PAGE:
It turns out blobs are very important to computer vision.
No, not the 50's horror classic starring Steve McQueen, but rather pixel blobs - groupings in an image that share some common feature, such as proximity, color, or a host of other properties.
I've spend most of this past week learning about a Python library called OpenCV, short for "Open Computer Vision" and it's amazing.
Within Python it's possible to call all sorts of functions to open an modify virtually any image source (in my case, thermal data being pulled from the Lepton camera).
I think for many people, even individuals like me who try to keep up on technology trends, the emerging power of computer vision is astounding.
Many of the underlying techniques have been around for a long time. What's new is the low cost and form of processors to run the software (such as the Raspberry Pi) and the availability of network access. Suddenly, it's very cheap and relatively easy to put sensors just about everywhere.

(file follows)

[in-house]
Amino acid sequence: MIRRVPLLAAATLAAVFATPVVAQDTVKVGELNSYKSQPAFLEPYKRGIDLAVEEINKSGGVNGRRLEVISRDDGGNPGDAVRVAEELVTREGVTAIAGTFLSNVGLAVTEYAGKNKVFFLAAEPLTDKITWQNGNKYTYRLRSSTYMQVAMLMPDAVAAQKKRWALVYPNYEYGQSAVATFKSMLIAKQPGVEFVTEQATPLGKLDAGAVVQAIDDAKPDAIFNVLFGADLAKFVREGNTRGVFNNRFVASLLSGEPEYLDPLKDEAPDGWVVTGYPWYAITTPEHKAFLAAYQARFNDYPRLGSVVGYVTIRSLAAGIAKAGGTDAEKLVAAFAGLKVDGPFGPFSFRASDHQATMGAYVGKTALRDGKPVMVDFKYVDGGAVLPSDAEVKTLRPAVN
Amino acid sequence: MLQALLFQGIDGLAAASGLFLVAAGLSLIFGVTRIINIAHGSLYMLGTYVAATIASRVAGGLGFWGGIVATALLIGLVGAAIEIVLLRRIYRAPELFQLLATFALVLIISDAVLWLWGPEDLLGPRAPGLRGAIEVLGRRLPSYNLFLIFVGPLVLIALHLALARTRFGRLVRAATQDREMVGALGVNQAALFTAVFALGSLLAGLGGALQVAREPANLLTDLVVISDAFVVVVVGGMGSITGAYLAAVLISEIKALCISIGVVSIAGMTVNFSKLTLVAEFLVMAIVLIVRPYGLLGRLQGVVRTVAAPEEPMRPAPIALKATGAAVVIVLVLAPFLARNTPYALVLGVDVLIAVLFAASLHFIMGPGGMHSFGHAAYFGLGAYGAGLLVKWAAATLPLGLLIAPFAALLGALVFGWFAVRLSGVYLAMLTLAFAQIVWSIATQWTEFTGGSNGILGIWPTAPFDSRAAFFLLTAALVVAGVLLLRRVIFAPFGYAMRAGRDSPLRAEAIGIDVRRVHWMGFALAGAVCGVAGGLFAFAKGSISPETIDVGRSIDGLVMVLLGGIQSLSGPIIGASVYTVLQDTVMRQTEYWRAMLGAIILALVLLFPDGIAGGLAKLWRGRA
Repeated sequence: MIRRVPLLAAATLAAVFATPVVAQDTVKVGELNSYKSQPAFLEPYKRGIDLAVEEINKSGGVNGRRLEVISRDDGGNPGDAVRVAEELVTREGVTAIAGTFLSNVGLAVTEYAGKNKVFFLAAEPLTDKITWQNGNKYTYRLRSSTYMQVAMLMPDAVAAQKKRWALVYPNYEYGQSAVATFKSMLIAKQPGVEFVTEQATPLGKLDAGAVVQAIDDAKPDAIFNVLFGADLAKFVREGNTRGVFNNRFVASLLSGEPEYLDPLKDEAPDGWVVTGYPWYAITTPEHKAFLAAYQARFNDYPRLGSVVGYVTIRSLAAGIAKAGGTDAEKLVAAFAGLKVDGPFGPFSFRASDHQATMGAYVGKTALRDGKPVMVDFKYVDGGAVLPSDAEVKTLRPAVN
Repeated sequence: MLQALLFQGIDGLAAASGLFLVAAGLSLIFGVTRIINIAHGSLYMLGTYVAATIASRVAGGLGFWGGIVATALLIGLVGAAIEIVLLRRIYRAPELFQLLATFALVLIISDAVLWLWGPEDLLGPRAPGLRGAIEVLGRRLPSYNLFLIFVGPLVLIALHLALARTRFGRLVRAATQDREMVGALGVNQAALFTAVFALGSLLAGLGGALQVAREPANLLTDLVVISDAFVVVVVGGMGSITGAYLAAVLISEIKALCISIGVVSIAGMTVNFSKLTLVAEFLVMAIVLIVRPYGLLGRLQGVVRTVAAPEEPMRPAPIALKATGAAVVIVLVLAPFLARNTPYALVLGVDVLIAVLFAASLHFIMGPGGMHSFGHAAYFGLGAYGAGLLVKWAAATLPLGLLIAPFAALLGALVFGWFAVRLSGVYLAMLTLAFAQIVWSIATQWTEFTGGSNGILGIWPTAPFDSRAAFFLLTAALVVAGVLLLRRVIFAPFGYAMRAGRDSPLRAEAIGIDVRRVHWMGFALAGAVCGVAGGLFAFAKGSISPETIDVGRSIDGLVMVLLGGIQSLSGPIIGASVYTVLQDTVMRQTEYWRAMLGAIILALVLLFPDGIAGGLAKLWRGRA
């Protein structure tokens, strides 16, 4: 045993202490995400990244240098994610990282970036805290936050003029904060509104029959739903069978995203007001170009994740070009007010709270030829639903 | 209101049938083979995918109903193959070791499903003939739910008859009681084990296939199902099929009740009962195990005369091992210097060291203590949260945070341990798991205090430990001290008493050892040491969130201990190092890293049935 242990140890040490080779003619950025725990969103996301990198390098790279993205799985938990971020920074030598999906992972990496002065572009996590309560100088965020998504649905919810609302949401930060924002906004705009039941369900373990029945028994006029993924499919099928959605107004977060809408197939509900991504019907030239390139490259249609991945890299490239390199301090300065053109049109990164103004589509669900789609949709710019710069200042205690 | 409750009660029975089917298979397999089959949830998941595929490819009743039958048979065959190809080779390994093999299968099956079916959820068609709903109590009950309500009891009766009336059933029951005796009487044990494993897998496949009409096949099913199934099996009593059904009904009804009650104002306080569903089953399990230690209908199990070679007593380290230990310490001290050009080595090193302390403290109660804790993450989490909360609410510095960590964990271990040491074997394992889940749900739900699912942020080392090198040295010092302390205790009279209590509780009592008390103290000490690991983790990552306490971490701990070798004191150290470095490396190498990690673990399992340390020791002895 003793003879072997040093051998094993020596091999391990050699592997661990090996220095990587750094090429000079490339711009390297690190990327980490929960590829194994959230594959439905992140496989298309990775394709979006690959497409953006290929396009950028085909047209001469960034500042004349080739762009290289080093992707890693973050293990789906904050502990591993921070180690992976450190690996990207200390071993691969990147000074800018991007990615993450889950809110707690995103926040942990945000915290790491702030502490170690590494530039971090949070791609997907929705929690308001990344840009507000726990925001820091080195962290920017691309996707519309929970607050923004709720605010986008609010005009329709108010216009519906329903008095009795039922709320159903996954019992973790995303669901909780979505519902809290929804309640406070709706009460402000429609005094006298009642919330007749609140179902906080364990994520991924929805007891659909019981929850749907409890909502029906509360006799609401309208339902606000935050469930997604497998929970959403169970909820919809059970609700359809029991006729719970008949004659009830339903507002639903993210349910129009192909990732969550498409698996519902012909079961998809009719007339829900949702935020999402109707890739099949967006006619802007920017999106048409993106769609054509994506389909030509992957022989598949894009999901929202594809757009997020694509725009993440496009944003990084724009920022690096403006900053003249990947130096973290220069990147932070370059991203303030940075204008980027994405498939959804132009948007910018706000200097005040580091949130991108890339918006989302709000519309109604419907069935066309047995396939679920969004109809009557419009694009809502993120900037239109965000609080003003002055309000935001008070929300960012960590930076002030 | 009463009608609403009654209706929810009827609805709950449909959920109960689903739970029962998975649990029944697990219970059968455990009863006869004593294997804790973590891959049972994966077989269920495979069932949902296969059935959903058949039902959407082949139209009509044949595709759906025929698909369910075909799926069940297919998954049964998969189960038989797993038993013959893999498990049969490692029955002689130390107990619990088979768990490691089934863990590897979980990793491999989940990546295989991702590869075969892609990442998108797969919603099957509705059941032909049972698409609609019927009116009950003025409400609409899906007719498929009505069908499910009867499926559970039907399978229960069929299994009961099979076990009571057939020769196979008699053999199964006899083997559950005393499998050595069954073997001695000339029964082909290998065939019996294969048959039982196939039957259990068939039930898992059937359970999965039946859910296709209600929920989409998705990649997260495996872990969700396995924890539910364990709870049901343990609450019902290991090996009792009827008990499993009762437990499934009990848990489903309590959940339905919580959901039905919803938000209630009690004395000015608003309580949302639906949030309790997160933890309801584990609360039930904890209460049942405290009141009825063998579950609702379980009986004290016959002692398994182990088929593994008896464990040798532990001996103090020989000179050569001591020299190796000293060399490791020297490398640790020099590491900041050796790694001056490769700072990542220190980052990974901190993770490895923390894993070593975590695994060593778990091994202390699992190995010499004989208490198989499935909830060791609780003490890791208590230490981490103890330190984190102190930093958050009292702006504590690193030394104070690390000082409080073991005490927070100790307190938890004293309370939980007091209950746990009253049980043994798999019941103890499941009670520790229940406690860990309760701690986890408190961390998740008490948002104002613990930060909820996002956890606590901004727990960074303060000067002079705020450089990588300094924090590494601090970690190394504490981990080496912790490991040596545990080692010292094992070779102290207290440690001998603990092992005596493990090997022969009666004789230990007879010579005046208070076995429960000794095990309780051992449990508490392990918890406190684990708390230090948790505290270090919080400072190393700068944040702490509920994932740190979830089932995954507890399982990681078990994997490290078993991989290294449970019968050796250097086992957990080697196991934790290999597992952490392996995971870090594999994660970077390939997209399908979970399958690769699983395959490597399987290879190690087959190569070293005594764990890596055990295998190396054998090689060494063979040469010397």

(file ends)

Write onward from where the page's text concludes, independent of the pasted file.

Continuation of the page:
For an example, he's a quick video of myself testing out some blob-tracking code. Specifically, I'm looking for moving hotspots in the Lepton's feed that are also roundish:
So, something that's interesting (other than my sweet dance moves) is the ability of the computer to keep a focus point on the human in the frame. And all this on a $35 Raspberry Pi!
I know, I know, if you work in computer science, this is probably yawn-inducing and if you're under the age of 15 you've grown up expecting that semi-magical computer things "just work" all by themselves, but I can remember not too long ago where this was the stuff of movie magic, way beyond the actual state of the art. But here we are: $35 bucks and 10 lines of open-source software will get you computer aided object tracking.
Next: let's do something cool with it!